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It is wonderful to be reminded of another example of great general practice research leadership with so many outputs. Four key things unite all this correspondence — a passion for general practice; a thirst for relevant new knowledge starting within that clinical setting; a commitment to the recognition of the huge efforts made by GPs and other primary care researchers; and a concern that excessive bureaucracy, underfunding, and lack of support by practice colleagues could damage the increasingly impressive profile of internationally successful GP research in the UK. Our main concern was to broaden awareness of how much the RCGP already does to support individual researchers, practice-based research, and the strategy and delivery of the national research agenda. Both the Seamarks and Tudor Hart acknowledge the need for GPs to group up to deliver: ‘Multicentre studies on and with participating patients, conducted peripherally by primary care staff with personal knowledge of and responsibility for those patients, and coordinated centrally by groups including both fully trained researchers and experienced primary care staff, provide the only possible sites for research on patients as they actually are, where they actually live, which we must have for guidelines to become optimally effective aids to clinical decisions.’1 The individual GP researcher is not extinct — they are just working with others across the UK, backed by the RCGP, and advocating for the highest quality research we can deliver at all levels.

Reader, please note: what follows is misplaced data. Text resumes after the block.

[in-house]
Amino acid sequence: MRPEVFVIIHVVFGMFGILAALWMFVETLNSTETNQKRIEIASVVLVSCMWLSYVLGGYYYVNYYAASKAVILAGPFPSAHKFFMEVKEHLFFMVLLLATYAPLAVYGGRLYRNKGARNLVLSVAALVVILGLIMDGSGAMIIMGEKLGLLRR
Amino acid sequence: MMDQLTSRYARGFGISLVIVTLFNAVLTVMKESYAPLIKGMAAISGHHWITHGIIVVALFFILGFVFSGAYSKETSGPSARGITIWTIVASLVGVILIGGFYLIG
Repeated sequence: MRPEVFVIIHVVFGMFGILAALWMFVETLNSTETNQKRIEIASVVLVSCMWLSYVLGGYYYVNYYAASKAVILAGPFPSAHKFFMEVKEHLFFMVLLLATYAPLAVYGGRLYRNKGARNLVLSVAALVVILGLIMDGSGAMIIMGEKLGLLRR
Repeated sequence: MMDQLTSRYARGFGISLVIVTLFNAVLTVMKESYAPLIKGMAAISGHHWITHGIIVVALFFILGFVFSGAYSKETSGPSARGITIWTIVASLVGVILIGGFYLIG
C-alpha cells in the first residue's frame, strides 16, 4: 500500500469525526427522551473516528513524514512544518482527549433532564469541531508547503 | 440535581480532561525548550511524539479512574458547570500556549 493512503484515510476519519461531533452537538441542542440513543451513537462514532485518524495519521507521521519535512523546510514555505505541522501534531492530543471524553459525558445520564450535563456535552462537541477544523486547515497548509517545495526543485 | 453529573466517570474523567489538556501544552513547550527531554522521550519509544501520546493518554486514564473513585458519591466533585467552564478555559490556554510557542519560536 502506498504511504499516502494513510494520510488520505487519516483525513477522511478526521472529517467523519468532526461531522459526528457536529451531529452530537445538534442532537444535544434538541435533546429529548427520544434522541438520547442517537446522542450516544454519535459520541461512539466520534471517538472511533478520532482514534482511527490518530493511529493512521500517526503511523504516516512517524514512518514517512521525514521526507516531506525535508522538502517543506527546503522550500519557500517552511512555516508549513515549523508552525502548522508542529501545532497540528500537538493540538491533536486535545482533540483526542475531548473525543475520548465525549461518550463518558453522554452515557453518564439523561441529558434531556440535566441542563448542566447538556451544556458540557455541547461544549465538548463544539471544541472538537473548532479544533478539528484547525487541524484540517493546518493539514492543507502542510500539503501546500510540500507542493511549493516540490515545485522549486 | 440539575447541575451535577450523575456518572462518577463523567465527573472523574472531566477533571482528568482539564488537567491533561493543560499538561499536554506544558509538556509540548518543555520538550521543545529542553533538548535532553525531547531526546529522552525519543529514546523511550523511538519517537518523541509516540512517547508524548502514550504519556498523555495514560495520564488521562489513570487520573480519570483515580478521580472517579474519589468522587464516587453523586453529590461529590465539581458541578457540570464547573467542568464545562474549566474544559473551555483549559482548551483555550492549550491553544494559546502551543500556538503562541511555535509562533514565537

Re: Practice-based research
This correspondence is now closed — Ed.